Kaci McCourt was the November Student of the Month for the GSS. Here is a brief bio about Kaci!
I am pursuing my PhD in English. After graduation I plan to continue teaching Literature, Communication/Writing, and Rhetoric/Composition at a university. My goal is to be able to teach while doing research in my field of Medieval British Literature. I joined GSS because I believe that having an organization at UTA with a specific goal of helping all graduate students is a vital part of the university community. Being a part of this organization has given me the opportunity to serve on university committees, receive travel awards for presentations and research, and attend professional development workshops and programs. Being a part of the GSS means not only helping myself in my own academic and career goals, but also participating in an organization that will continue to help all present and future graduate students at our university. What I like most about the GSS is the awareness that it has given me of the needs that all graduate students face. Often graduate students can feel disconnected from other departments and colleges in our university, but the GSS is the one organization that can connect and benefit all graduate students. Being able to listen to others, and have my own voice heard, has given me a better appreciation for my university and the amazing opportunities that graduate students have while attending UTA. One of the interesting facts about me was after my 6 days at Disney World I finally achieved my dream of meeting all the Disney princesses!
Kaci McCourt was the November Student of the Month for the GSS. Here is a brief bio about Kaci!
As part of a new experiment in including writing instruction into more courses, the English Department has teamed up with the College of Engineering to include weekly instruction from English GTAs as a regular part of ENGR 1300. The English Department coordinator for the program, Dr. Peggy Kulesz, describes it as follows:
“ENGR 1300: Introduction to Engineering
Six Graduate Teaching Assistants from the UTA English Department are part of the first year implementation of a new collaboration with the College of Engineering. Sarah Shelton, Julie McCown, Alison Torres-Ramos, Jennifer Caro-Barnes Miriam Rowntree, and Kaci McCourt were selected to be the first group of instructors for this new course. ENGR 1300 is the result of a partnership between the English Department and the College of Engineering, and it is the first college-wide required course for the College of Engineering. It is based on a problem solving model for the process of applying mathematical principles to solve real-life engineering problems and technical writing assignments. Weekly writing instruction is included as part of class lessons and activities. Writing assignments have been developed to assist students in the basics of written communication, including strategies for improving organization, summarization, close reading, and professional communication. Issues of audience and rhetorical situation inform the way in which students are asked to think about the specific purpose of each writing assignment.”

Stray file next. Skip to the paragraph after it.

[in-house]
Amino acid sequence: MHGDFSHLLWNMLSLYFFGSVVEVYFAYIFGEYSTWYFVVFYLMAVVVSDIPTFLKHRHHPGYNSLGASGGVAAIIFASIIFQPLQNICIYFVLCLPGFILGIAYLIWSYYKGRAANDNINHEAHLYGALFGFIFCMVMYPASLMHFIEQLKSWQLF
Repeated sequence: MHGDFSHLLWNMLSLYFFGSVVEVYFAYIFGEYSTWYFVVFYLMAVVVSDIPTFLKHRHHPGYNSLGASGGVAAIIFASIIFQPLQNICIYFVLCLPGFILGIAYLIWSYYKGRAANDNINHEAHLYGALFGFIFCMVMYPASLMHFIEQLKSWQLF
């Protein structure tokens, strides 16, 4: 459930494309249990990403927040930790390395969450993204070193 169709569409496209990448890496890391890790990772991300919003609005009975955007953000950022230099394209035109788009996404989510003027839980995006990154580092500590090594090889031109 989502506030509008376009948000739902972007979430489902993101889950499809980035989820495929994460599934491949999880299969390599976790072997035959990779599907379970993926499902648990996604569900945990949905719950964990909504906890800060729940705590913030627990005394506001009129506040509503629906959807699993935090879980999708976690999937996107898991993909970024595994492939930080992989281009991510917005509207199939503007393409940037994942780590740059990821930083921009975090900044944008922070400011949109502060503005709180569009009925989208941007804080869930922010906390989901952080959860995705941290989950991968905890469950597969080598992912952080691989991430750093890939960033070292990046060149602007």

Both the College of Engineering and the English Department are hopeful that this course will help engineering students improve their writing abilities and therefore their performance both in later engineering courses and their future careers.
Recently the UT-Arlington family saw Assistant Vice President of Student Affairs, Jeff Sorenson, off to what we all hope will be a long and happy retirement. Members of the Graduate Student Senate are certainly going to feel the loss of his wisdom and leadership. It isn’t that Jeff hasn’t earned a bit of down time after serving students here for nearly 40 years. But, for the GSS, which by the very nature of its mission, survives a dual existence of both longevity and instability—as a student governing body we have had an active presence for 38 years, but our leadership and membership is an ever shifting group with diverse needs and demands. Parking and tuition rates may be the only two problems that have emerged repeatedly over time. But, undoubtedly each GSS has had its own concerns and its own achievements. For instance, many of you may have no idea who I am, but I served in the Graduate Student Senate from 2005-2010. I was a co-chair of the Printing Committee—that’s right we had a committee and fought to have printing costs for graduate students covered. Jeff warned us when he thought our demands were too aggressive, and guided us as we drafted our proposal. He made sure our documents appropriately addressed the critical needs of students, and the growing concerns of administrators about increasing printing costs to the University. And we won, at least for a little while.